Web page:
Sesame Launches A Venture Arm To Invest In Startups That Help Kids

Its partner, the Collaborative Fund, is an early investor in Lyft and Kickstarter.

Sesame Launches A Venture Arm To Invest In Startups That Help Kids
Suki Lopez with characters from Sesame Street [Photos: courtesy of HBO]

In 1966, Sesame Street’s founders wondered whether the prevailing entertainment technology of the time, television, could be used to educate young children. They got their first chance to test the theory when the first show aired in 1969, and now, 45 years and more than 1,000 research studies later, the answer is clearly “yes.”


But there is a new prevailing technology on the horizon. While Americans still spend more time watching television than engaging in any other leisure activity, time spent on the computer and on devices is increasing. According to Sesame Workshop, the nonprofit that produces Sesame Street, about two-thirds of kids who watch its show first access it not through a traditional television channel, but through an on-demand source like the PBS Kids Video App, Sesame Street‘s YouTube channel, or HBO GO (the nonprofit and the cable network recently launched a five-year partnership). That means Sesame’s mission of helping kids grow smarter, stronger, and kinder is now competing in a very different media landscape than the one into which it was born.

Suki Lopez and Alan Cumming on Sesame Street

Just as Sesame Street’s founders once saw an opening for education in television, Sesame Workshop now sees an untapped opportunity in smartphones and tablets. “Television isn’t going away,” says Sesame Workshop CEO and President Jeffrey Dunn, who joined Sesame Workshop from HIT Entertainment, which owns Thomas & Friends, in 2014. “The kids who watch it, we can still have an impact with, but if we want to have an impact in the future to the same extent we had one in the past, we and others are going to have to make a much bigger foray into the digital world than has been made.”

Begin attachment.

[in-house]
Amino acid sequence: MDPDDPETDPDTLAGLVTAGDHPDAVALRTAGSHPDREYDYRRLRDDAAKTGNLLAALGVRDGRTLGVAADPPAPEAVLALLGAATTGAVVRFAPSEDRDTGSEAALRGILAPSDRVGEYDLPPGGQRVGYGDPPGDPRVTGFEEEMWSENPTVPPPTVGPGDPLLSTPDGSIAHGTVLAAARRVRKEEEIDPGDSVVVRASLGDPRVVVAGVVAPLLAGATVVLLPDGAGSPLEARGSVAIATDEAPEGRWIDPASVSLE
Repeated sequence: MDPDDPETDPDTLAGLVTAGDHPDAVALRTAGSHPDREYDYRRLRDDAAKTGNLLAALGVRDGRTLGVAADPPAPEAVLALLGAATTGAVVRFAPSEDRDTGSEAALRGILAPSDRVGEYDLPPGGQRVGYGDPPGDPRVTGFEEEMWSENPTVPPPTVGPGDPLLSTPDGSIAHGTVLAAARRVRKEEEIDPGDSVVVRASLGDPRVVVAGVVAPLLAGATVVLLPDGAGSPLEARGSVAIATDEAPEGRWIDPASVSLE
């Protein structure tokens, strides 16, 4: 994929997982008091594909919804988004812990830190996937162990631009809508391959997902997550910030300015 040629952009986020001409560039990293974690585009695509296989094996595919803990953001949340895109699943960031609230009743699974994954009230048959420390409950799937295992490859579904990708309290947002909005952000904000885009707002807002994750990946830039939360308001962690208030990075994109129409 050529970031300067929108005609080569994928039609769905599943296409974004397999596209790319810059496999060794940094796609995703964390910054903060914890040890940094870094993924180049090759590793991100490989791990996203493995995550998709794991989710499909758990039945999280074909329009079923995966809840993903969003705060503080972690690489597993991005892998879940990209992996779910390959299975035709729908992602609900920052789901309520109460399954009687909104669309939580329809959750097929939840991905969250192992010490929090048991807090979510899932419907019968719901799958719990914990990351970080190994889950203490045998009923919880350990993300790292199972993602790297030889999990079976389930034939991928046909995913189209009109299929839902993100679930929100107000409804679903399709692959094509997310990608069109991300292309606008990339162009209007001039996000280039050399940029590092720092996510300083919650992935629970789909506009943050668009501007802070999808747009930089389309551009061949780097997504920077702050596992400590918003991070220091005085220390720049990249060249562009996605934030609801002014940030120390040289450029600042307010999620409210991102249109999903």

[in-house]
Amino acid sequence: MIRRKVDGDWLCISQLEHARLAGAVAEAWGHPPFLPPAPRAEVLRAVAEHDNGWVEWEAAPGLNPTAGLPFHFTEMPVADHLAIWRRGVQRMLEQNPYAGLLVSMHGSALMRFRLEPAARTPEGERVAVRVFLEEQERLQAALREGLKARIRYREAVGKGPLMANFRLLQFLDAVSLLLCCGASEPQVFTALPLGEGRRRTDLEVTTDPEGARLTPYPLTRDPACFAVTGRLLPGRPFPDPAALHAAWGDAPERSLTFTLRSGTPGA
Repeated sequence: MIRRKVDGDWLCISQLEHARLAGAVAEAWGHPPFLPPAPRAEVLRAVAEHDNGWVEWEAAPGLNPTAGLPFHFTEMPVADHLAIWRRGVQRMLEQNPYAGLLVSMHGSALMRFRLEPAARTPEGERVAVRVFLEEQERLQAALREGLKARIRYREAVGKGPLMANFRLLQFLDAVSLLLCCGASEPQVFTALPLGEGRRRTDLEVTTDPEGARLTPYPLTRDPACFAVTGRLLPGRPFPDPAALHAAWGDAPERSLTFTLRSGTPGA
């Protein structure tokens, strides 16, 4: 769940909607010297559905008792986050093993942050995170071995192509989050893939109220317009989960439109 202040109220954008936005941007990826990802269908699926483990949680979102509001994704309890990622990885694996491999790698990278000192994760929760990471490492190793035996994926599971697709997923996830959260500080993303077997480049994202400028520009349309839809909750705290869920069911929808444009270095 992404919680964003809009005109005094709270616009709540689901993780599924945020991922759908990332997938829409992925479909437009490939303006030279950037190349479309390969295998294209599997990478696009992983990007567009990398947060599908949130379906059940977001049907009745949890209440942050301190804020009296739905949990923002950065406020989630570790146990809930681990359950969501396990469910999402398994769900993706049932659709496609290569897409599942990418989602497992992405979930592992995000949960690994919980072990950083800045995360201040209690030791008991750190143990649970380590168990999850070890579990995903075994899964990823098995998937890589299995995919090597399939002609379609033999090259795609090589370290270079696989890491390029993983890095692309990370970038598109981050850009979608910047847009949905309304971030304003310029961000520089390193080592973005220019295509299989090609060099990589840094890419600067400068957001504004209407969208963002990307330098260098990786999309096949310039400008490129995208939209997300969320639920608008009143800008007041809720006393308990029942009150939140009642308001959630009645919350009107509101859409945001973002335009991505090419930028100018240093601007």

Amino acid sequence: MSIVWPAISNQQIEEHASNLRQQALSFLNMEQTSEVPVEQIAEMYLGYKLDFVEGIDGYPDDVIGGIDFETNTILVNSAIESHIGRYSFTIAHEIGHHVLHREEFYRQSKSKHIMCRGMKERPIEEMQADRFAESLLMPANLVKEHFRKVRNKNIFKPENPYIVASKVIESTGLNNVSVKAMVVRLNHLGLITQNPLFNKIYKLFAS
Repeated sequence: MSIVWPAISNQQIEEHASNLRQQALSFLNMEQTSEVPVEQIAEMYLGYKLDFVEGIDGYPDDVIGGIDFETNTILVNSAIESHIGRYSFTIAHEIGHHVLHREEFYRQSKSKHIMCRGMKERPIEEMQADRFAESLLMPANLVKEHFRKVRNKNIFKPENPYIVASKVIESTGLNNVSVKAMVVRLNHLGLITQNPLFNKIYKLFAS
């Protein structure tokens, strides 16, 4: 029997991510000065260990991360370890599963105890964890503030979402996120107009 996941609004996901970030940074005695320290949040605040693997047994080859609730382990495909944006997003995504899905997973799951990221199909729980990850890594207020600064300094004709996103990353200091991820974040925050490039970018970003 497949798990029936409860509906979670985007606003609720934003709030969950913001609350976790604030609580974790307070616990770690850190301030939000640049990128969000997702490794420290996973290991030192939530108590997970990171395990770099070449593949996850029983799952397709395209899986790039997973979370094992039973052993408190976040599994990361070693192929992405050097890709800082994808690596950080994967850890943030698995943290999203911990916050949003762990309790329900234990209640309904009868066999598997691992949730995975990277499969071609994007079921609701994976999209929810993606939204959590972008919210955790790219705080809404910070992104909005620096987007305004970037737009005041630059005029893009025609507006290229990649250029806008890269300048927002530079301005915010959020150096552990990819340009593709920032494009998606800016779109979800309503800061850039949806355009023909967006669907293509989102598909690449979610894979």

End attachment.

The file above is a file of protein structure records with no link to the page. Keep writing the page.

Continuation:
Jeffrey DunnPhoto: Gil Vaknin

That transition, however, is easier said than done for a nonprofit organization with limited resources. “You have to get creative,” Dunn says. “And one of the ways to get creative is to not try to do everything yourself.”

And so, on Monday, Sesame Workshop announced Sesame Ventures, an internal team that will partner with venture capital firms to make investments in for-profit startups that support its mission. Its first partner is Collaborative Fund, an early stage investor in startups like Lyft and Kickstarter. Together they will manage a new $10 million fund called Collab+Sesame Fund.

In addition to financial backing, entrepreneurs who receive funding will be paired with Sesame executives as mentors. They’ll also have the option to use Sesame Street characters and branding, though Dunn says this will not be a precondition for accepting an investment. “We’re not doing this to extend the brand,” he said. “We’re doing this to help kids.”

Though Dunn said he had no specific startups in mind, he said examples he could imagine would be companies that encourage healthy habits related to eating and exercise, or companies that focus on the social and emotional development of kids, either through technology-based games or learning products. Craig Shapiro, the founder of the Collaborative Fund (which has more than $100 million in assets under management), was hopeful that Sesame Workshop’s involvement would be a draw for these companies. “The resources that the Workshop brings, whether around efficacy or research or distribution or marketing, I think is extremely compelling,” he said. Blake Mycoskie, the founder of Toms Shoes and an investor in the Collaborative Fund, says that Sesame Workshop offers its partners expertise in research, extensive media savvy, and global reach. “What really stands out is that their brand is trusted and also resonates with parents and kids around the world,” he says.

Craig Shapiro

Sesame has in the past similarly used partnerships to expand its influence on educational television. In 1999, it teamed up with Nickelodeon to launch Noggin, the fist all-educational cable channel for children. Then, in 2005, it partnered with PBS, HIT Television Ventures, and NBCUniversal Cable Entertainment Group to launch Sprout, a cable network aimed at preschoolers. It sold its stake in Noggin in 2002 and its stake in Sprout in 2012.

The nonprofit is now using some of the money from those ventures to seed Collab+Sesame.

“Think of a stone in the pond,” Dunn says. “The ripple is a lot bigger. This is all about the ripple.”

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About the author

Sarah Kessler is a senior writer at Fast Company, where she writes about the on-demand/gig/sharing "economies" and the future of work.